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Because of the photos that our guy at Fort Riley sent of the seal on the chapel doormats, I went to check out whether or not this seal was an official seal used throughout the Army, but in doing this, found something far more important. The image below is of the Distinctive Unit Insignia of the U.S. Army Chaplain Center and School, which is located at Fort Jackson. (Bush toured this school and met with the chaplains after the same graduation where he had the meeting with Eric Horner about his ministry. See item #4.) All personnel assigned to this unit must wear this, regardless of their personal beliefs. This is from the official explanation of the symbolism: "The pages of the open Bible represent the primacy of God's Word."
For more on this, see:

Enabled by Christ store at the Malmstrom Air Force Base on-base exchange facility -- (#3 in above outline)

AAFES (Army & Air Force Exchange Service) is military run and has a military chain of command just like any other unit, so the approval for this store is a government endorsement not just of the name on the sign, but of anything hung in the windows. This includes the large item in the second window, which says: "The Gospel, the power of God for salvation to everyone who believes"

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Mandatory Christian Concerts for Basic Trainees -- (#4 in above outline)

This is a link to the Mother Jones story on the Eric Horner Ministries concerts. In the comments on this story, Chris Rodda [Senior Research Director for the Military Religious Freedom Foundation] responded to Mr. and Mrs. Horner's accusations that the article was full of lies, and detailed all the track-covering that the Horners were doing immediately after the story came out, which included altering the quote on their website from General Petraeus. This will probably give you a better idea of what was going on than anything I could send you now.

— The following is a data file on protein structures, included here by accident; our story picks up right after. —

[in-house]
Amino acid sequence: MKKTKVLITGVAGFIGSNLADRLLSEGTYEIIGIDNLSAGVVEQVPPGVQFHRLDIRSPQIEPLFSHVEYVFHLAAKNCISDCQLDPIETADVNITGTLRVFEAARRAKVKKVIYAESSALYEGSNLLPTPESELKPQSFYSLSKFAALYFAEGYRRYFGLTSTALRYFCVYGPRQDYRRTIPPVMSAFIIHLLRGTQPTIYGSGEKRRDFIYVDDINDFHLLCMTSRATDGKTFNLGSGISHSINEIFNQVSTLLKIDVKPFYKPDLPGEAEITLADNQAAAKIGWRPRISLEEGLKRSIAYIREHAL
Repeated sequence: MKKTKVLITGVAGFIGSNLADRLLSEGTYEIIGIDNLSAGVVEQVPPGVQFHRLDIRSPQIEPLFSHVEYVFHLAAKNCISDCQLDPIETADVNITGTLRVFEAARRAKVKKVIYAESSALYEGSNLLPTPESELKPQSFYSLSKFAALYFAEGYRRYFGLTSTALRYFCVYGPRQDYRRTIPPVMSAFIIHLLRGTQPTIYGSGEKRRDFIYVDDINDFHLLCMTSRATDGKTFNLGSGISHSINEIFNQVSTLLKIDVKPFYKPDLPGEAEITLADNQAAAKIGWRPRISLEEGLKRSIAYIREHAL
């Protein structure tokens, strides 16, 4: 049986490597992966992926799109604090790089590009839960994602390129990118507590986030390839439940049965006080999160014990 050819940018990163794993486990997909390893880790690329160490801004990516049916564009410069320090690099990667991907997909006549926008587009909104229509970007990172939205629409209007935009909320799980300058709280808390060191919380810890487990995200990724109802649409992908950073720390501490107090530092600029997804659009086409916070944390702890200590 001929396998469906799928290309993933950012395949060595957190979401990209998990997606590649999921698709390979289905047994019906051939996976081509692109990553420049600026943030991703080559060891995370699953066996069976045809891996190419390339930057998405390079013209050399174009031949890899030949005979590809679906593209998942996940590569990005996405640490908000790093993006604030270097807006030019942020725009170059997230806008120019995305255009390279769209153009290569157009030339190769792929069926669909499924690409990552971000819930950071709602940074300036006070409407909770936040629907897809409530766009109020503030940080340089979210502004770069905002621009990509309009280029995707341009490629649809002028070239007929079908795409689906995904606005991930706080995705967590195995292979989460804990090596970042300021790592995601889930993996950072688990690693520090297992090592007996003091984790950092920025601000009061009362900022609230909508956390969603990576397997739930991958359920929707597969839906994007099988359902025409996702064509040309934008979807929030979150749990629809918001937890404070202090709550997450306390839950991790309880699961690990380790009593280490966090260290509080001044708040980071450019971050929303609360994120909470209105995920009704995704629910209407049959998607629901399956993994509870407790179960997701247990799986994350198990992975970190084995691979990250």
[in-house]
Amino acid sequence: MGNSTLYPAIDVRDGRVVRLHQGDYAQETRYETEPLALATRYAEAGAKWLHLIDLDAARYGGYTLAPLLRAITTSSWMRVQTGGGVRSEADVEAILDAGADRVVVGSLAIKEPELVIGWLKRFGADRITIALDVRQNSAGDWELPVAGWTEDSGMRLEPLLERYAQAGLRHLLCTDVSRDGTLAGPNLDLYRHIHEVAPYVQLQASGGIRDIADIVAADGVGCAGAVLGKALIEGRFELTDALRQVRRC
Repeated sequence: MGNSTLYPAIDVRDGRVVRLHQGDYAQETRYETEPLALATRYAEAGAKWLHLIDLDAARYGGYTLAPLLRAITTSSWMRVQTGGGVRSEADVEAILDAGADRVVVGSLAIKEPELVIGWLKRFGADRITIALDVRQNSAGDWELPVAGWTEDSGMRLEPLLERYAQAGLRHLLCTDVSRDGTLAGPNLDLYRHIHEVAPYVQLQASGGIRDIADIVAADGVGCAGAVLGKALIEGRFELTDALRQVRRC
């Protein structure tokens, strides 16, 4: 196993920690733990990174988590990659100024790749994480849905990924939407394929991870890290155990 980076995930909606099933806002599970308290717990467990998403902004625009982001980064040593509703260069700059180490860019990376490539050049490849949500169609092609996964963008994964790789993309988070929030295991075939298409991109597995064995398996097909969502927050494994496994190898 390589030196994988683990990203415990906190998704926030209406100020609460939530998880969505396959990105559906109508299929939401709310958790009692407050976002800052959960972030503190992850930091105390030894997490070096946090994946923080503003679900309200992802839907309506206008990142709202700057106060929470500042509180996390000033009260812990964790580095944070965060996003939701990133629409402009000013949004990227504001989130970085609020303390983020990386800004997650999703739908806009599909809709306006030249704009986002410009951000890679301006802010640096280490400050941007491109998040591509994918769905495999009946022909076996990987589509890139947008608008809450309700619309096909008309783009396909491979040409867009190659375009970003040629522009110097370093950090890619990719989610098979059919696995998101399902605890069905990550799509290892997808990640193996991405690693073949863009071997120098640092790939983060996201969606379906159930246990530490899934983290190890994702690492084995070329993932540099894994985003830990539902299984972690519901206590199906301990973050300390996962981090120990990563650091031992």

In a post titled "Our mighty God orchestrated a Presidential Visit!," on the Eric Horner Ministries message board, Horner describes, in a lengthy list of numbered items, all the details of his command performance at the Fort Jackson graduation that Bush attended. This is the part about the meeting with Bush meeting mentioned in the Mother Jones piece:

13. Afterwards we were in the Presidents holding area waiting to meet him and the General from the base leaned over, winked at me and said "thanks for all you've done for our Brigade". He had set it up the meet and greet. There wasn't supposed to be one but the General at FT Jackson made it happen for us. Thank you Lord for him!

14. President Bush walked in and he couldn't have been nicer. He was very kind and paused to take photos with us. The General then spoke up and explained to him that we came as a ministry to the troops. The President seemed to get excited about that and thanked us several times. Again, I'm not looking for glory in what we do but it was pretty cool to hear those words from the President.

15. Debby asked him, how we could get some of our music in to his hands and he said "give it to me right now and I'll have them for sure". Of course Deb was prepared and she gave him 3 of our c.d.'s as well as a brochure about our ministry to the military. As they whisked him away in the motorcade, we could see him reading something that looked like our brochure in the car.

16. Folks the Lord made a way to get us to the very top person in the chain - talk about eliminating the middle men. Please pray for favor in all of this. If the President heard or saw something he liked, he could open more doors for us to grow this ministry than anyone else. (at least anyone of this world)

Here's the link to the whole thing:

Please contact the Military Religious Freedom Foundation at [email protected] with any questions or for further information on any of the above items.